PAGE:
The legislature also passed Jordan’s Law, legislation that would implement training protocols for officials involved in the child welfare process including case workers, police officers and first responders to identify head trauma in very young children. It would also incorporate policies to reduce case burden for social workers and other logistical reforms aimed at increasing safety. Read more about Jordan’s Law here.


In the waning hours of the 2020 legislative session, a contentious provision that would have established a potency cap of 10% THC for medical marijuana patients under 21 died in the Florida Legislature. After being stripped out of a larger healthcare bill in the Florida Senate on Friday afternoon, the House unanimously passed a version of the bill without the controversial cap.


In late 2019 we submitted a letter to the Speaker of the House and Chair of the Public, Integrity, and Ethics (PIE) Committee about our concerns with the financial decisions of the Florida Coalition Against Domestic Violence (FCADV). Our concerns were taken seriously, and soon the PIE Committee would hold hearings of subpoenaed witnesses who were staff and board members of FCADV. You can read about those hearings at this link.

The Governor then signed into law legislation that removes FCADV from Florida Statute, leading to the Department of Children and Families (DCF) to issue a termination of contract to take place within 60 days. Two weeks ago DCF began their transition and met with staff of FCADV while also maintaining communication with our local shelters.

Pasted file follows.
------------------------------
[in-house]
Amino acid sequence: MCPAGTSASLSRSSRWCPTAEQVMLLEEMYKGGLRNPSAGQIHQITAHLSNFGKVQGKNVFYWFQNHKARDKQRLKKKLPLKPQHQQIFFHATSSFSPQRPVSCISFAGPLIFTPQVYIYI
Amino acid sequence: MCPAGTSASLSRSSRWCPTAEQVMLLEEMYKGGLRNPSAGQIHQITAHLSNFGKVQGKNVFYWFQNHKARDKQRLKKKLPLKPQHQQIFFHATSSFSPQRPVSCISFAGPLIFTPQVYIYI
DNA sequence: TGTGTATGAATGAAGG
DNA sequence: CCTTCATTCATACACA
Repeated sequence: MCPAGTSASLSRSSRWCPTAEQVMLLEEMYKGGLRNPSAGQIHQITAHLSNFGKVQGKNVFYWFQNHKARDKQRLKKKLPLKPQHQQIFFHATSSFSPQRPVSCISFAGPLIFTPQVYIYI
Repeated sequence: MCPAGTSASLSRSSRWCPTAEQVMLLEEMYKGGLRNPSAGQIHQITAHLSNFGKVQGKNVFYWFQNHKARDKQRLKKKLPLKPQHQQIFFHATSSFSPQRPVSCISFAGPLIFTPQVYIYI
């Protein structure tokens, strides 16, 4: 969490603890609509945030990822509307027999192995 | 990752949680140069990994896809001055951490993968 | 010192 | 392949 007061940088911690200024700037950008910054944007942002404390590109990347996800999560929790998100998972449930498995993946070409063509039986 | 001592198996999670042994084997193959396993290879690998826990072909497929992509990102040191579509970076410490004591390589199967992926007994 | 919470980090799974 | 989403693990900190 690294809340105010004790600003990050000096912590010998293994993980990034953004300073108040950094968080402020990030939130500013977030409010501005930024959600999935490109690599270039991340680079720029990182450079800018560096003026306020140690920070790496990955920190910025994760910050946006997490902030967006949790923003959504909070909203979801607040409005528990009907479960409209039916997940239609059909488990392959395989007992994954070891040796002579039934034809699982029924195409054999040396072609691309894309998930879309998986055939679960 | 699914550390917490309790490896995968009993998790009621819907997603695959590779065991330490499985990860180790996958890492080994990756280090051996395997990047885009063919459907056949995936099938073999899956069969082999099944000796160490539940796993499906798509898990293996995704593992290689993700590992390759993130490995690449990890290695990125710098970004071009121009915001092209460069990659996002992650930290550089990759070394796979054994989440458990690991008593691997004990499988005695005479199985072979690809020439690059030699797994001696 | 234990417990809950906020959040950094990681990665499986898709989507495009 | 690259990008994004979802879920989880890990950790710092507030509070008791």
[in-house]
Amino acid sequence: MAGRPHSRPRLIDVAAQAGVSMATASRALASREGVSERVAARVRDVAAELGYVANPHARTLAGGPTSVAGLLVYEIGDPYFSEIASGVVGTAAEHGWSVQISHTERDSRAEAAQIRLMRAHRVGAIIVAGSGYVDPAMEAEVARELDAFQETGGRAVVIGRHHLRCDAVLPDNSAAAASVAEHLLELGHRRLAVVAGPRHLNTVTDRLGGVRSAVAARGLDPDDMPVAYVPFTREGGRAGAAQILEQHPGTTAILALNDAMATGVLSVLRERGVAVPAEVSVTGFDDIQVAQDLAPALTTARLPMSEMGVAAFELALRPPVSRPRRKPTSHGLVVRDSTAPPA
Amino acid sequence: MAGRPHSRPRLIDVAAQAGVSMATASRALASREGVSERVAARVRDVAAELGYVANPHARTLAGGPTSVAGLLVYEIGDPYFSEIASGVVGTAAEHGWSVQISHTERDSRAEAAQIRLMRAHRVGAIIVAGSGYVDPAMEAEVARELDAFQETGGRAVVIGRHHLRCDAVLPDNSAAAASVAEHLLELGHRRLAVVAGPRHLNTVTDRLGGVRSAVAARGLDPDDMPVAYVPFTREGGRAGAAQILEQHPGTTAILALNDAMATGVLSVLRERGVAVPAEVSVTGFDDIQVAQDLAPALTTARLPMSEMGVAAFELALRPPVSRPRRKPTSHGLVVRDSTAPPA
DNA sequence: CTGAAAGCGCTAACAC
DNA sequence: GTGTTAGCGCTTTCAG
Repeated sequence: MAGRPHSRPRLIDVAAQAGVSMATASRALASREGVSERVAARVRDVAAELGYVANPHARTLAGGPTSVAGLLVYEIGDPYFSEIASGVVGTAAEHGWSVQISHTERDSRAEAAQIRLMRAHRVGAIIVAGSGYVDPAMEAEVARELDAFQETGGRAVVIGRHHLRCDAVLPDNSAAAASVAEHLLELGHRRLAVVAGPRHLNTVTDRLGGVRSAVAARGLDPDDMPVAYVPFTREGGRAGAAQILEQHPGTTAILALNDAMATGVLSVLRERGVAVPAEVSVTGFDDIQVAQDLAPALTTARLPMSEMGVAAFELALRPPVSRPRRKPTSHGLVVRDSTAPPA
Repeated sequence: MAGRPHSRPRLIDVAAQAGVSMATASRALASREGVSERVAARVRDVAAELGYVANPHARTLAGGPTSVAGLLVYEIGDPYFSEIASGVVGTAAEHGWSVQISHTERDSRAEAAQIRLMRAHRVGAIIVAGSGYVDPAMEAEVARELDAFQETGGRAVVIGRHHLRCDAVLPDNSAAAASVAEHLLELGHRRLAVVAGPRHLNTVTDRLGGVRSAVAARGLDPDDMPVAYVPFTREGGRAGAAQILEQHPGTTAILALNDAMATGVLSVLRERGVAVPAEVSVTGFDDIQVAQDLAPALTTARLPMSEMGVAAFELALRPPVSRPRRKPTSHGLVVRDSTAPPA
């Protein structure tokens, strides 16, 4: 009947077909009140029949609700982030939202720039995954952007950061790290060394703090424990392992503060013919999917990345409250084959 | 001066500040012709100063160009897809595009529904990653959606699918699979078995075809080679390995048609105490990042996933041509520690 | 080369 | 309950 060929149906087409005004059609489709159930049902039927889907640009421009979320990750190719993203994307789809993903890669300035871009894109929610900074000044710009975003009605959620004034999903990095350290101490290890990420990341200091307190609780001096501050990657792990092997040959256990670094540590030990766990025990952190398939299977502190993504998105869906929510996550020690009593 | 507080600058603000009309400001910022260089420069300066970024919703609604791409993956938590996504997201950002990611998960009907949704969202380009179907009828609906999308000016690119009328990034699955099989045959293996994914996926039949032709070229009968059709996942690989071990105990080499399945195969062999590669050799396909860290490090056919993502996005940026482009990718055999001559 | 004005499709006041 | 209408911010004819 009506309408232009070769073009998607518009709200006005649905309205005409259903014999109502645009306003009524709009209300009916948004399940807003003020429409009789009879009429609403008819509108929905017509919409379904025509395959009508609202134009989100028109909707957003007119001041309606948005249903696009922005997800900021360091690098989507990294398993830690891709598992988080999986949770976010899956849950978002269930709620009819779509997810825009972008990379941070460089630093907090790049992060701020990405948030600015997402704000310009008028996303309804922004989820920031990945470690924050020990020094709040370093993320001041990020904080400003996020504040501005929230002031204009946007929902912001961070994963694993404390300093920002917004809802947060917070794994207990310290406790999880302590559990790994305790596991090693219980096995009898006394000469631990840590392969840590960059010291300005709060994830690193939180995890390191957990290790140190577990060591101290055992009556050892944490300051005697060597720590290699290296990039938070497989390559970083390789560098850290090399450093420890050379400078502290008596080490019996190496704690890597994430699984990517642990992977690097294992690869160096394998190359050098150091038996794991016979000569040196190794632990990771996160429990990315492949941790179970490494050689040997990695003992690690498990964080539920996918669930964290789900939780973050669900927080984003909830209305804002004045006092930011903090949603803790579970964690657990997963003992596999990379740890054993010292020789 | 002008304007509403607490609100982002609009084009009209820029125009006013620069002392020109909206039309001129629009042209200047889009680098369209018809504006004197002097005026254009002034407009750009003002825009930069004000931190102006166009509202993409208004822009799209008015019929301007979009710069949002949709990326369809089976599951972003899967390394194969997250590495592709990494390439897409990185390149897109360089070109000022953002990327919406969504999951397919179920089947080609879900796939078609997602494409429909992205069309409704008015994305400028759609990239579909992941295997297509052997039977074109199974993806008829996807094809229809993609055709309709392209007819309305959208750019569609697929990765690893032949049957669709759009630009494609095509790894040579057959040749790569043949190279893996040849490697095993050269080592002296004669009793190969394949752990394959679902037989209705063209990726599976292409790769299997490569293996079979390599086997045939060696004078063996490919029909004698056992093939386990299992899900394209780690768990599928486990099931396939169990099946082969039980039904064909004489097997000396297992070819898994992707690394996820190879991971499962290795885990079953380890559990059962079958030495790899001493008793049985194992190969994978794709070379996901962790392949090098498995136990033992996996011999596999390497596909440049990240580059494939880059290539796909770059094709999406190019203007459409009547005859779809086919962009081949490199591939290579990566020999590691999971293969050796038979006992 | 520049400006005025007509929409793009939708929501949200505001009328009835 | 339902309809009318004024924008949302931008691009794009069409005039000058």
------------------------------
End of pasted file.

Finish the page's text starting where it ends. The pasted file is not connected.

Last week the Department of Children and Families (DCF) launched a lawsuit against its once-sole-source provider of domestic violence services alleging several wrongdoings on the part of the agency and its former CEO. You can read more about this lawsuit here.

Please stay healthy and safe —

Representative Anna V. Eskamani

PS: Polls are still open today for several local races in House District 47 and the Presidential Primary. We asked the Governor and Secretary of State to delay these elections because of coronavirus but our concerns were not heeded. You can learn more about today’s elections here.



Orlandoan, daughter of working class immigrants and UCF grad elected to serve FL HD47. Working for you, fighting for us. #OnwardWithAnna

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Anna V. Eskamani

Orlandoan, daughter of working class immigrants and UCF grad elected to serve FL HD47. Working for you, fighting for us. #OnwardWithAnna